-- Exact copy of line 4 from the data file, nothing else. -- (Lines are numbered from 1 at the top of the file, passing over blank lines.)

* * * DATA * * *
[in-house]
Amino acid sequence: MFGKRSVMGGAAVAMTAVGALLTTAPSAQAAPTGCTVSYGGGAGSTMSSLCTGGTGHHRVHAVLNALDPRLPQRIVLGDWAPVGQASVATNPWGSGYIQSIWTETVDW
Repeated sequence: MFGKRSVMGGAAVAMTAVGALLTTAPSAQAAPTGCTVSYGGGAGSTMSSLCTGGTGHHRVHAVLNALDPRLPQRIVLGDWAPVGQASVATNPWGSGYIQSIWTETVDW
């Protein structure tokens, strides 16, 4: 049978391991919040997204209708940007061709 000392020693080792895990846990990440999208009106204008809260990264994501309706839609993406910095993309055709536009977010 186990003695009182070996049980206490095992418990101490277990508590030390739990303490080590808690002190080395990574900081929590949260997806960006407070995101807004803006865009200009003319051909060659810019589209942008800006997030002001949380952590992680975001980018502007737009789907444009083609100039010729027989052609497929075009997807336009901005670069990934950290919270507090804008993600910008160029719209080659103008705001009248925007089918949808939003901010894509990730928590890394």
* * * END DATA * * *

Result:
């Protein structure tokens, strides 16, 4: 049978391991919040997204209708940007061709 000392020693080792895990846990990440999208009106204008809260990264994501309706839609993406910095993309055709536009977010 186990003695009182070996049980206490095992418990101490277990508590030390739990303490080590808690002190080395990574900081929590949260997806960006407070995101807004803006865009200009003319051909060659810019589209942008800006997030002001949380952590992680975001980018502007737009789907444009083609100039010729027989052609497929075009997807336009901005670069990934950290919270507090804008993600910008160029719209080659103008705001009248925007089918949808939003901010894509990730928590890394």